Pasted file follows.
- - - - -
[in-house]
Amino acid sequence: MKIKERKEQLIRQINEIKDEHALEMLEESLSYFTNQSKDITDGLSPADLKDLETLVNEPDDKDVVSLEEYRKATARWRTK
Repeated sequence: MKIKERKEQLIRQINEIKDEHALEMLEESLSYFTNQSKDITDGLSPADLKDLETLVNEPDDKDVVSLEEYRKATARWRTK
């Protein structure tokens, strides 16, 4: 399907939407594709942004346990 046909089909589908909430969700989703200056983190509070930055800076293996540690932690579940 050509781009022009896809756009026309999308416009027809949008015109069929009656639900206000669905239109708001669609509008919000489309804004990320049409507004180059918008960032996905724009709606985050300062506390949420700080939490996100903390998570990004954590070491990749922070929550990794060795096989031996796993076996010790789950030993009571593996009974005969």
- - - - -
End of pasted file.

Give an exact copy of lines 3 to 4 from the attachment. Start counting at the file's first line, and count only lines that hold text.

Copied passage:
Repeated sequence: MKIKERKEQLIRQINEIKDEHALEMLEESLSYFTNQSKDITDGLSPADLKDLETLVNEPDDKDVVSLEEYRKATARWRTK
């Protein structure tokens, strides 16, 4: 399907939407594709942004346990 046909089909589908909430969700989703200056983190509070930055800076293996540690932690579940 050509781009022009896809756009026309999308416009027809949008015109069929009656639900206000669905239109708001669609509008919000489309804004990320049409507004180059918008960032996905724009709606985050300062506390949420700080939490996100903390998570990004954590070491990749922070929550990794060795096989031996796993076996010790789950030993009571593996009974005969």